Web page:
Claire Sawyers is director of the Scott Arboretum of Swarthmore College, and brings both U.S. and international perspectives to her work. The recipient of several awards, she presently serves as a commissioner for the accreditation program of the American Association of Museums.
Christopher Shein has started dozens of community, school, and market gardens. He teaches permaculture at Merritt Community College where he helped develop the award-winning student farm. Shein also owns Wildheart Gardens, a permaculture landscape business that designs and builds sustainable gardens.
Kathleen Smith is a project architect, sustainability/LEED consultant, and project manager with over 13 years of professional experience. She is an experienced and sought after speaker and teacher on sustainable design, and is a faculty member with the U.S. Green Building Council.
One of North America's leading landscape designers, W. Gary Smith specializes in botanical gardens and arboretums, as well as public art installations and private gardens, often weaving together local ecological and cultural themes. He has received many awards, and currently resides in Toronto.
Edmund C. Snodgrass started the first green roof nursery in the United States and has collaborated on green roof research with colleges and universities. A fifth-generation farmer and nurseryman, he is owner and president of Emory Knoll Farms Inc. and Green Roof Plants in Street, Maryland, specializing in plants and horticultural consulting for green roofs.
Lynn M. Steiner has been a professional garden writer since 1987, focusing her writing since 2003 on native plants and how to bring them into home landscapes. She is the author of several articles and three books about landscaping with native plants in the Midwest, and is a regular contributor to Northern Gardener magazine. As a popular speaker, she travels extensively in the Midwest, visiting natural areas, native plant landscapes, and botanical gardens.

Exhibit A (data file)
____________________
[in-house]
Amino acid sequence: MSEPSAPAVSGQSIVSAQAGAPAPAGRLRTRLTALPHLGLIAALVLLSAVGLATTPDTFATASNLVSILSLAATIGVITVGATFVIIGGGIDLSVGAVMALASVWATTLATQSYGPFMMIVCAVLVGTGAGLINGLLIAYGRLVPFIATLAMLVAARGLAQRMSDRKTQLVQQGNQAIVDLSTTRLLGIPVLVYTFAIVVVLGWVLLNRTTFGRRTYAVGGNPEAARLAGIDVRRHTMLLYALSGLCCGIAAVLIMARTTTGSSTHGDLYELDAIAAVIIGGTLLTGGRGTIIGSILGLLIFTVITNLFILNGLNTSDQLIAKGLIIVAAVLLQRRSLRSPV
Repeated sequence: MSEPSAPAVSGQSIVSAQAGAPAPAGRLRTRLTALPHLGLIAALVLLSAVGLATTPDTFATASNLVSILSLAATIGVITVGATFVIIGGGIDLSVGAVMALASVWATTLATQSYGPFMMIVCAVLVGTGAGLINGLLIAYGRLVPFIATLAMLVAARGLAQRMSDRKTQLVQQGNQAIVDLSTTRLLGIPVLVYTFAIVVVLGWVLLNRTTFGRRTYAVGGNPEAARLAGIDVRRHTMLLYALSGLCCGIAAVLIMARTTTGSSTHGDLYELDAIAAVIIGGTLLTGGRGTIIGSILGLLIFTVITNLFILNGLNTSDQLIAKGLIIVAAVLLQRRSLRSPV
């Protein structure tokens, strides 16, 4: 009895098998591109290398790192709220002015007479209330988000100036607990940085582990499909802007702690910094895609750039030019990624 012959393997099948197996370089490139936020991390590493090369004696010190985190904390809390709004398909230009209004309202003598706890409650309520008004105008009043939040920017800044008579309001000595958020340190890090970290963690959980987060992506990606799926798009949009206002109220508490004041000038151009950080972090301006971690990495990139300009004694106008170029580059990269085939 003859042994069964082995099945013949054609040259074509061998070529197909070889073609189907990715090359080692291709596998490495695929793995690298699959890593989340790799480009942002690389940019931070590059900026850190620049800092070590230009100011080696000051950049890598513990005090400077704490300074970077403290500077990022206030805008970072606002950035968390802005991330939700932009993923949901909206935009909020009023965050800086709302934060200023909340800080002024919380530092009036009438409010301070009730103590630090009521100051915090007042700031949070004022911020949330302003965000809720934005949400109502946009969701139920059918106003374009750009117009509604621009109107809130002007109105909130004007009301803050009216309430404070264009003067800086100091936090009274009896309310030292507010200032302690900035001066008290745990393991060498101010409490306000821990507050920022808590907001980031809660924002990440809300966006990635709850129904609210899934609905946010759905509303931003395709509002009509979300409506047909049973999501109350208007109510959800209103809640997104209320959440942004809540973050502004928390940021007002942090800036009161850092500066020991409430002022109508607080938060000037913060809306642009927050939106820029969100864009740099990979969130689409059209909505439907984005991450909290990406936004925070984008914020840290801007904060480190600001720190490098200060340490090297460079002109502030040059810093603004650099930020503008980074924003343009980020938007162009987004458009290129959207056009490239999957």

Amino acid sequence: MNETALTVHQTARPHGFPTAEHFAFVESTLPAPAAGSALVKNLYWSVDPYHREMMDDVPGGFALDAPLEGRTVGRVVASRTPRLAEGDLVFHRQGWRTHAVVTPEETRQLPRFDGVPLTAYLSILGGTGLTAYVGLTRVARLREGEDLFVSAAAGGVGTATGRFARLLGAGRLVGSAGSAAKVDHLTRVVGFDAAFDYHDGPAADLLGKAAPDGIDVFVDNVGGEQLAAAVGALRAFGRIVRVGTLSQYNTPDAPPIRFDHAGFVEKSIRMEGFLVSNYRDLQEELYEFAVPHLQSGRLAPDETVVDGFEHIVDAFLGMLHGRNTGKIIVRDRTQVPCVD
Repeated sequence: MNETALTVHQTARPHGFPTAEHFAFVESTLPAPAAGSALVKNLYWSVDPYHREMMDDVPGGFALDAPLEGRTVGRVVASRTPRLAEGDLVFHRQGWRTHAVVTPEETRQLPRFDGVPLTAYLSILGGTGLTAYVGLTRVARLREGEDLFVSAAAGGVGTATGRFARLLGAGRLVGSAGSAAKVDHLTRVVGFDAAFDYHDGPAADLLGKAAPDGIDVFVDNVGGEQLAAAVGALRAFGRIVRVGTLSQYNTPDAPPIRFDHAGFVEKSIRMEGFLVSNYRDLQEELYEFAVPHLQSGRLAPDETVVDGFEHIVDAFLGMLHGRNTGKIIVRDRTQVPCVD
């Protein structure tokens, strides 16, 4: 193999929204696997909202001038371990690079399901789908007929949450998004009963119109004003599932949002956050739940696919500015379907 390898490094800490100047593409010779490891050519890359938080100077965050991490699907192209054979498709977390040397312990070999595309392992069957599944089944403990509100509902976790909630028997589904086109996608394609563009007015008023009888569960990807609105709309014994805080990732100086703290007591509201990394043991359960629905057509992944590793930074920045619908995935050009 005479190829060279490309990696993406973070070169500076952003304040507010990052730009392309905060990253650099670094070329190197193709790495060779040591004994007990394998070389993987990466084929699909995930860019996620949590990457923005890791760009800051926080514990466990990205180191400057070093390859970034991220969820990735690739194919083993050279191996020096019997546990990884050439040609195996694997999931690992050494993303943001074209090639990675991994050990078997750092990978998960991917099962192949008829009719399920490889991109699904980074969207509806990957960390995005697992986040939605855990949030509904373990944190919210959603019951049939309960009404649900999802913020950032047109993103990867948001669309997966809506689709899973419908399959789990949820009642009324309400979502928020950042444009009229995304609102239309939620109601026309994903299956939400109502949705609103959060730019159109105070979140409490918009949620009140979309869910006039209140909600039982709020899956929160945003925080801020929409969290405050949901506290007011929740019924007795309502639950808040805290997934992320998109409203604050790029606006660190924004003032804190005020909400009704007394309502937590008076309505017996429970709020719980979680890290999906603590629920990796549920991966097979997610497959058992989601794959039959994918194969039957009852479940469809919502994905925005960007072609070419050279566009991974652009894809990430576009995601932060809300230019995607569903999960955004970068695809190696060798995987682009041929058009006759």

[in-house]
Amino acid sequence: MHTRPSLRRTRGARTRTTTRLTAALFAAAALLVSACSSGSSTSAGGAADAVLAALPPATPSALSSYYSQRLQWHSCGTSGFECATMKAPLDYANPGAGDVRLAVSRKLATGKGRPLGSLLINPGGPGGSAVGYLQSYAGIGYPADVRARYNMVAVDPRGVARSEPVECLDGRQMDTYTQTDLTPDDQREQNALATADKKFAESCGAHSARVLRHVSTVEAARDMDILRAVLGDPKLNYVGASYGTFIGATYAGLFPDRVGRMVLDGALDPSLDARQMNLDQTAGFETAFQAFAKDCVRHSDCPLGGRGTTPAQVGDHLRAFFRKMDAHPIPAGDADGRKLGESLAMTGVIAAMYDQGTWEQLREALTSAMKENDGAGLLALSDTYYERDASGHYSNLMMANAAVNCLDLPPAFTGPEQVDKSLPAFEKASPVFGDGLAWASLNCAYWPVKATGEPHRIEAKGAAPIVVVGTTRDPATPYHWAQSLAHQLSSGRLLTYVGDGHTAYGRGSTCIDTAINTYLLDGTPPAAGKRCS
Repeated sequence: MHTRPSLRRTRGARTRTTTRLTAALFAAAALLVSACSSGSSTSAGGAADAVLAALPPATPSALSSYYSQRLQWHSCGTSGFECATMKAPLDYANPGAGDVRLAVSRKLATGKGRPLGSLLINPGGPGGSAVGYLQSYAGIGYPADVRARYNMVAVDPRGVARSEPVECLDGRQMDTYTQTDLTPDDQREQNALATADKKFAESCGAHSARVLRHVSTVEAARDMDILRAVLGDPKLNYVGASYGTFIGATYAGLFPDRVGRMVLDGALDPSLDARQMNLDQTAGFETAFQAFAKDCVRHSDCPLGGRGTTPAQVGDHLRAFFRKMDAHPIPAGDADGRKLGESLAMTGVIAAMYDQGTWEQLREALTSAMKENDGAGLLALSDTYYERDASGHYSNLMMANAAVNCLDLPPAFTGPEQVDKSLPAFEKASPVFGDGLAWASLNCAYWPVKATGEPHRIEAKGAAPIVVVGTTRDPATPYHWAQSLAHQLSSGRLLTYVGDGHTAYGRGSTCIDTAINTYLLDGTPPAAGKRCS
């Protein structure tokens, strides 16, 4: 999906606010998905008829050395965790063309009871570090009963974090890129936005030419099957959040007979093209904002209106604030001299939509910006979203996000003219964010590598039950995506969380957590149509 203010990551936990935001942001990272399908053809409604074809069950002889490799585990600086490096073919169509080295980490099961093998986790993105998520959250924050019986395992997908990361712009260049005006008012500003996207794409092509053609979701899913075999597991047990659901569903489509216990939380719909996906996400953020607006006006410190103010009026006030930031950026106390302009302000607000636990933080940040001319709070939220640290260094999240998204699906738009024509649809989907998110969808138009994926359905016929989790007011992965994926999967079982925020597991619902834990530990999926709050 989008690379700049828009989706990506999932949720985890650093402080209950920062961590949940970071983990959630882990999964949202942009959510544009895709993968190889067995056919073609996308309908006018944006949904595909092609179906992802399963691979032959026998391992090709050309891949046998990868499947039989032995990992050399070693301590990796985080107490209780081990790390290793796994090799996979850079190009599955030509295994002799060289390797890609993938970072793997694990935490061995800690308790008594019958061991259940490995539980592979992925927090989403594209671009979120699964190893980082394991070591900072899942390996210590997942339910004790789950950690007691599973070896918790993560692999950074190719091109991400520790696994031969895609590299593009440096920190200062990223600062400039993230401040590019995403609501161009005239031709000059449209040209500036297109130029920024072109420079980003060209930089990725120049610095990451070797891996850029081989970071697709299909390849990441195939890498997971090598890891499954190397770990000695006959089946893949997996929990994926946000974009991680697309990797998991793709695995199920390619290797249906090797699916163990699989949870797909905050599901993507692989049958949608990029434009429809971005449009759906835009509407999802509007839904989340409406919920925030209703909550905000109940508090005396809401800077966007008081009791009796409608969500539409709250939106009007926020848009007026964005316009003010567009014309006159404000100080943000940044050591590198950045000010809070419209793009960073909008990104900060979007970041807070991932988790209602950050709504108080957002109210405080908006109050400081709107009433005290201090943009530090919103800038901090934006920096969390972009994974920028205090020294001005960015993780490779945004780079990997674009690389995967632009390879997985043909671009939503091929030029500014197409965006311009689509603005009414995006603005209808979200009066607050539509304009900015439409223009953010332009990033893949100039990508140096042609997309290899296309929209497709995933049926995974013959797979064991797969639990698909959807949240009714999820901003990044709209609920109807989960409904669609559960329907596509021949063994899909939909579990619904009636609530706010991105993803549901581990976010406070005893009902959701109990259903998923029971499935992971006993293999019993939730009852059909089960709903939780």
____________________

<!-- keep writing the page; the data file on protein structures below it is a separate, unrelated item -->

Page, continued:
A frequent lecturer for horticultural and natural resource organizations, Guy Sternberg holds the official oak genus Quercus living reference collection for North America. He was the first president of the International Oak Society and is a life member of the International Dendrology Society.
Doug Tallamy is currently professor and chair of the department of entomology and wildlife ecology at the University of Delaware in Newark, Delaware, where he has taught insect taxonomy, behavioral ecology, and other subjects. He won the Silver Medal from the Garden Writer's Association for his book, Bringing Nature Home.
Mark Turner is a professional photographer who specializes in gardens and native plant environments. He combines a strong sense of photographic design, attention to detail, curiosity about both native and garden plants, and more than 30 years of exploring native plants in their environments.
Kathryn Wadsworth is a writer, photographer, and naturalist, who enjoys sharing the wonders of the natural world with others. Currently, she can be found presenting workshops around the United States on a wide variety of topics, from gardening to ecology.
Ira Wallace lives and gardens at Acorn Community Farm in Mineral, Virginia — the home of Southern Exposure Seed Exchange, where she coordinates variety selection and seed growers. Ira serves on the board of the Organic Seed Alliance and is also a co-organizer of the Heritage Harvest Festival at Monticello.
Jessica Walliser cohosts The Organic Gardeners on KDKA radio in Pittsburgh, Pennsylvania. Her column "The Good Earth" appears twice weekly in the Pittsburgh Tribune-Review, and she is a regular contributor to Fine Gardening, Urban Farm, Popular Farming, Hobby Farms, and Hobby Farm Home magazines.
Bobby J. Ward travels extensively in order to interview modern plant explorers and see the landscape and locations where they do their species collecting. In his spare time, he enjoys reading and a sweet, peaceful dedication to his private gardens.
Owner of Canyon Creek Nursery and Design in northern California, John Whittlesey is a nurseryman, garden designer, landscape contractor, and avid amateur photographer. As a specialty grower and a designer, he enjoys interesting plants and creating attractive, water-conserving gardens that provide habitat for people and wildlife.
Marty Wingate is a Seattle-based writer and speaker about gardens and travel. She is the author of three other books and contributes articles to Landscape Architecture, American Gardener, Country Gardens, and Gardening How-To.
Beth O'Donnell Young is the owner of Beth Young Garden Design, a residential landscape design firm. She has taught do-it-yourself landscaping classes for nearly ten years.